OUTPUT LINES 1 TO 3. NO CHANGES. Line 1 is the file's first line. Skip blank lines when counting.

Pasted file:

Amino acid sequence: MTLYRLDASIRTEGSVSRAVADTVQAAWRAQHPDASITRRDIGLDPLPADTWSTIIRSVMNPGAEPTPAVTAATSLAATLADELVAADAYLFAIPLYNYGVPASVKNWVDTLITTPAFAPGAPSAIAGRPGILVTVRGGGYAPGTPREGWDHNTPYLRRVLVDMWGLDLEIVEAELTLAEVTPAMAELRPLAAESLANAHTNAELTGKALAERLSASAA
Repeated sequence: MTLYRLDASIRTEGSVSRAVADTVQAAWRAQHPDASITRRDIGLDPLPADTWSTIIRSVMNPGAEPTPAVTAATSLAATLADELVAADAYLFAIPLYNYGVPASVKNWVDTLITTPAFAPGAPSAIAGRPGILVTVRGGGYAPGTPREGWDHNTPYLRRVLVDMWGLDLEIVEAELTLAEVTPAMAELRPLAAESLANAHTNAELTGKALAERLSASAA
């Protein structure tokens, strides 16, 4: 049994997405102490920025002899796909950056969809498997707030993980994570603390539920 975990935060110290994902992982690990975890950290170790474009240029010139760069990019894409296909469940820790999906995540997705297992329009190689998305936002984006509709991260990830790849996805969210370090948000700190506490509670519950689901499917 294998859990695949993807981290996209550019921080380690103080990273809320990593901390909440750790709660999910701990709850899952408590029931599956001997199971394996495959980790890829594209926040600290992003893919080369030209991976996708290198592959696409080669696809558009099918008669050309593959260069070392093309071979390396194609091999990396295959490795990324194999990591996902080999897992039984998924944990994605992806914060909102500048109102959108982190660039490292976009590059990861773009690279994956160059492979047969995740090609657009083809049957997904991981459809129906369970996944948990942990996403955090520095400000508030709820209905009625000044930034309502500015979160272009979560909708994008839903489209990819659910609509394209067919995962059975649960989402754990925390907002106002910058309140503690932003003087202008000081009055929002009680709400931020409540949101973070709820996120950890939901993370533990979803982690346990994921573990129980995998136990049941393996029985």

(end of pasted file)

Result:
Amino acid sequence: MTLYRLDASIRTEGSVSRAVADTVQAAWRAQHPDASITRRDIGLDPLPADTWSTIIRSVMNPGAEPTPAVTAATSLAATLADELVAADAYLFAIPLYNYGVPASVKNWVDTLITTPAFAPGAPSAIAGRPGILVTVRGGGYAPGTPREGWDHNTPYLRRVLVDMWGLDLEIVEAELTLAEVTPAMAELRPLAAESLANAHTNAELTGKALAERLSASAA
Repeated sequence: MTLYRLDASIRTEGSVSRAVADTVQAAWRAQHPDASITRRDIGLDPLPADTWSTIIRSVMNPGAEPTPAVTAATSLAATLADELVAADAYLFAIPLYNYGVPASVKNWVDTLITTPAFAPGAPSAIAGRPGILVTVRGGGYAPGTPREGWDHNTPYLRRVLVDMWGLDLEIVEAELTLAEVTPAMAELRPLAAESLANAHTNAELTGKALAERLSASAA
């Protein structure tokens, strides 16, 4: 049994997405102490920025002899796909950056969809498997707030993980994570603390539920 975990935060110290994902992982690990975890950290170790474009240029010139760069990019894409296909469940820790999906995540997705297992329009190689998305936002984006509709991260990830790849996805969210370090948000700190506490509670519950689901499917 294998859990695949993807981290996209550019921080380690103080990273809320990593901390909440750790709660999910701990709850899952408590029931599956001997199971394996495959980790890829594209926040600290992003893919080369030209991976996708290198592959696409080669696809558009099918008669050309593959260069070392093309071979390396194609091999990396295959490795990324194999990591996902080999897992039984998924944990994605992806914060909102500048109102959108982190660039490292976009590059990861773009690279994956160059492979047969995740090609657009083809049957997904991981459809129906369970996944948990942990996403955090520095400000508030709820209905009625000044930034309502500015979160272009979560909708994008839903489209990819659910609509394209067919995962059975649960989402754990925390907002106002910058309140503690932003003087202008000081009055929002009680709400931020409540949101973070709820996120950890939901993370533990979803982690346990994921573990129980995998136990049941393996029985």